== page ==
Aladdin was originally gonna have a trio of friends (named Babkak, Omar, and Kassim) who would help him out. They were written out, and became the villains Minos, Fatima, and Aziz in the TV seriesnote Though the former two had a HeelFace Turn while the latter remained a villain., while Kassim's name was reused (spelled "Cassim") for Aladdin's father in Aladdin and the King of Thieves. They would eventually appear in the stage musical adaptation as Aladdin's sidekicks, subsequently replacing Abu.
Indie animation legend Bill Plympton was offered a six figure deal to animate on the film, nearly halting production on his first feature, The Tune. He only turned it down when he learned that Disney held intellectual rights over any ideas he had while working for them.
Originally Genie was able to grant unlimited wishes, but he was changed to the standard three-wish genie to raise the stakes.
According to the "Pop-Up Fun Facts" on the DVD, Genie was originally going to be purple. They changed his color to blue to better fit the film's color scheme (Blue signifying "Good", Red signifying "Evil", and Yellow signifying "Neutral").
Adding onto this, some concept art showed that the filmmakers at one point considered having Genie be green, but this was scrapped. After that, he constantly bounced back between purple and blue, with the latter color ultimately winning out.
There was originally supposed to be a scene where Jafar quizzes the Genie on all the animals that appeared in the Prince Ali song, finding out that the Genie had turned Abu into an elephant in the process. In the final version of the movie Jafar doesn't find out that the Genie did this until right before he sends Aladdin, Abu & the Magic Carpet to the arctic.
Originally, Jafar was the hot-headed one while Iago was the more quiet, subdued one, but it was quickly decided that Jafar losing his temper every few seconds would get old fast and also make him less menacing as a villain.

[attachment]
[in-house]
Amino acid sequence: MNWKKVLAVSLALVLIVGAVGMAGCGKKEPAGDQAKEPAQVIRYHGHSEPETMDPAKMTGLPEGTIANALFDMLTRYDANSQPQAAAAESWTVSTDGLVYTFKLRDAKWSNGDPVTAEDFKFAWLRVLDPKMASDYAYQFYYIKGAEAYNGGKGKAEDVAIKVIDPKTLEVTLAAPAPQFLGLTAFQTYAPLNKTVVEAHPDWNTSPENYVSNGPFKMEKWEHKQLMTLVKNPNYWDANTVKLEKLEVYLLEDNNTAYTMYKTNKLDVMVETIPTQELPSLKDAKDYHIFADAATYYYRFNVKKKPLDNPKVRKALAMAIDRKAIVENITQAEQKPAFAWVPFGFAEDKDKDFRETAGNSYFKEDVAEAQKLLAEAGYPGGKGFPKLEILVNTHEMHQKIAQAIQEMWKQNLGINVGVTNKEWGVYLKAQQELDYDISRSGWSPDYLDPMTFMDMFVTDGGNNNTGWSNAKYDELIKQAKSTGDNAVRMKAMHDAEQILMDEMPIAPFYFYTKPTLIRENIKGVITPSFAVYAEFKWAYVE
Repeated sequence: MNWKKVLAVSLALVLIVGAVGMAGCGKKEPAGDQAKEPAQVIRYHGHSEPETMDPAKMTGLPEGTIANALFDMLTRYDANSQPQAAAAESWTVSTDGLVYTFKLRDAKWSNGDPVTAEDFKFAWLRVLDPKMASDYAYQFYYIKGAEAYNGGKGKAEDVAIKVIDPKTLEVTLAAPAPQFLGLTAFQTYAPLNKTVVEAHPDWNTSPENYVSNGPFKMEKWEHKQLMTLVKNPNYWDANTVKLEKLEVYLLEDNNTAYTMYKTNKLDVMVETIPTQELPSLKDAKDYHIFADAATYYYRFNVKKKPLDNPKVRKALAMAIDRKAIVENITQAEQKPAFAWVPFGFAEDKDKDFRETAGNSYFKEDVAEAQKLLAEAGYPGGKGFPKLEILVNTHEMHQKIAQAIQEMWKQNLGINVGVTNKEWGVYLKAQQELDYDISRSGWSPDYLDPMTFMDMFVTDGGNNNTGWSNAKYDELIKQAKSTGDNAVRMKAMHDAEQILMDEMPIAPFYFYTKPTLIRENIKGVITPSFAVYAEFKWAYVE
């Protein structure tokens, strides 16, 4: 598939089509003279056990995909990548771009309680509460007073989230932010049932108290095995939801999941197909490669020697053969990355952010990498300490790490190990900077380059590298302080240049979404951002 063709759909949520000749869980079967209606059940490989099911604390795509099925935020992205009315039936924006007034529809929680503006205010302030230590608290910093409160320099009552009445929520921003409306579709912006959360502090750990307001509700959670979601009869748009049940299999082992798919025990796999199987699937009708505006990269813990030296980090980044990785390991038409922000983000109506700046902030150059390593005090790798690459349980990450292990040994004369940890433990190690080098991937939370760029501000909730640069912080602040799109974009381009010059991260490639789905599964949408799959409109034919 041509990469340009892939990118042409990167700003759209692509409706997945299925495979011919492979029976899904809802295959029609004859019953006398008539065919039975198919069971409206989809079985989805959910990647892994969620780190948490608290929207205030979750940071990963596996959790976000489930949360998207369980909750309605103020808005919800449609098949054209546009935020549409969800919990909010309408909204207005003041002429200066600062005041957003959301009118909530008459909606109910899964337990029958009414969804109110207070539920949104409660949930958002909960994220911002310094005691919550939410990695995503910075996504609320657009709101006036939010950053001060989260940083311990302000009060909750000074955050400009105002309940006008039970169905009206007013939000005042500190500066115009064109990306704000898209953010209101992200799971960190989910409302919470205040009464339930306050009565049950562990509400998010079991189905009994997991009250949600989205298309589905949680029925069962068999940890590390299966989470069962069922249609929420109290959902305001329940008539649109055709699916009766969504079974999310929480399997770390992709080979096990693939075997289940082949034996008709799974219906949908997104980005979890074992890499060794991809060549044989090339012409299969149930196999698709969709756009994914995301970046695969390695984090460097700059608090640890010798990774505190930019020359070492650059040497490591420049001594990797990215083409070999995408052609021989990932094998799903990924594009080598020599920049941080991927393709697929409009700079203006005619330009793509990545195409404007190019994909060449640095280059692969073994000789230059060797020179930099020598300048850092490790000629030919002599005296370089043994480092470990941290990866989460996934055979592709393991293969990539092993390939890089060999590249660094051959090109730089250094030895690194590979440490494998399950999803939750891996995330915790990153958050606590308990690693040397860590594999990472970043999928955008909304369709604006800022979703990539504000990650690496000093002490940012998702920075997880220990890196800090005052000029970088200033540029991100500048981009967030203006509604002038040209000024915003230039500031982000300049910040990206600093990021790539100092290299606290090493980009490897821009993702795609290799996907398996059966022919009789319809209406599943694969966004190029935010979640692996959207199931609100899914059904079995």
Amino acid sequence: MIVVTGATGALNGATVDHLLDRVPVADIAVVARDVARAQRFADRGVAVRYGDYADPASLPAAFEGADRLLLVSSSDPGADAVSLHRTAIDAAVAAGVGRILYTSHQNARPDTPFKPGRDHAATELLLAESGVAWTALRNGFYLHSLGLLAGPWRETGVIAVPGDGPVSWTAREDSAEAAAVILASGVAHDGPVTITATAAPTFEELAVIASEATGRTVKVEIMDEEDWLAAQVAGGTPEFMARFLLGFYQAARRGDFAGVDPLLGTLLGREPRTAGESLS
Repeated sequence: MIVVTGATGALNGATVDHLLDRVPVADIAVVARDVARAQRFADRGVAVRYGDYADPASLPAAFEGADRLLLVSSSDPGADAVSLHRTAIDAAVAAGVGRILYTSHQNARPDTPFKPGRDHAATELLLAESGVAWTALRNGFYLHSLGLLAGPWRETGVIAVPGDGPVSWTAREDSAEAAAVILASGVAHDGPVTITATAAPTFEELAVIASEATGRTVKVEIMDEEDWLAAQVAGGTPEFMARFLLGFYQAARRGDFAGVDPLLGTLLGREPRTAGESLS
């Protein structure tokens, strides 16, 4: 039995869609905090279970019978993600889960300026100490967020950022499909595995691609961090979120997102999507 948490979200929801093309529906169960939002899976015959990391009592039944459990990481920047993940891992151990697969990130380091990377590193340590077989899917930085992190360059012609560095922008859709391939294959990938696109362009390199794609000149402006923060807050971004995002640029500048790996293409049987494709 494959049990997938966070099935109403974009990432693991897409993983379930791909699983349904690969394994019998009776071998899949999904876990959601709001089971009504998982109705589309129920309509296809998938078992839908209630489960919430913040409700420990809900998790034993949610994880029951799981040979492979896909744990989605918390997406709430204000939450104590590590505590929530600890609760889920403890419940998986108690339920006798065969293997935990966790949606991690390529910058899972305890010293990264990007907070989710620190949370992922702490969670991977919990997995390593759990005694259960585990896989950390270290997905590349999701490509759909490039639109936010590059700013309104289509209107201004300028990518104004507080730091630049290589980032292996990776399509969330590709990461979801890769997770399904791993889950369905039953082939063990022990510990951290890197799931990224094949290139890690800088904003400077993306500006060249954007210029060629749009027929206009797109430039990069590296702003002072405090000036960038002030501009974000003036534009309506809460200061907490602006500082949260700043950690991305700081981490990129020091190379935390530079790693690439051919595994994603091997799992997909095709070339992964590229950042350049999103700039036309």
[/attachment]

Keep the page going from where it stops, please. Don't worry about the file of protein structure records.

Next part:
The Genie of the Ring from the original story became The Speechless Carpet because two genies would have been too much.
There was going to be a Genie-centric prequel to the upcoming live-action remake, but was cancelled due to reasons explained in the Screwed by the Lawyers section.
Jasmine was supposed to have freed herself from the giant hourglass with the jewel from her headband but that was changed to a last-minute rescue.
The Genie was intended to be voiced by an African-American actor, with Ashman and Menken's original Friend Like Me" taking heavy inspiration from the likes of Cab Calloway and Fats Waller. This idea was dropped to avoid the implications of a black actor playing a character who was essentially a slave. Funnily enough, the Genie would eventually be played by black actors in both the Broadway musical and the live action remake.
A remnant of the Cab Calloway style Genie can be seen in the final film- when the Genie dances in a white tuxedo during the song, he's doing a pastiche of Cab Calloway's dance motions he did onstage while performing.
This video shows several of Robin William's ad-libs that didn't make the cut, including a few alternate versions of scenes that did make it in.
Why Did It Have to Be Snakes?: Jonathan Freeman's serious fear of birds became an issue when some live parrots were brought into the studio for the animators to work from in creating Iago. There's even a bonus feature showing him visiting a pet shop and demonstrating that he's somewhat less frightened of birds now.
Word of Saint Paul: According to his actor, Jafar's obsession with power came from being a neglected Child Prodigy forced to spend his youth in a boarding school and then tend to a none-too-bright sultan.
Write Who You Know: Jasmine is heavily based on Mark Henn's (the leading animator) younger sister.
Writer Conflicts With Canon: In 2015, the film's co-directors said the revelation that Peddler was Genie, despite being cut from the final version, was still canon. They were either ignoring or just unaware of the end of Aladdin and the King of Thieves, where the two are shown to be separate people, although Genie splitting himself into multiple people at once has always been an established power of his.
Vaporware: Disney announced a Myst style game set for release on October 17, 1997 called "Aladdin: The Fate of Agrabah" but for some reason was never released despite having a trailer appearing on one of their demo samplers (with a demo of Hercules - The Action Game and Nightmare Ned) as well as box art appearing on the back of the instruction booklet for Nightmare Ned.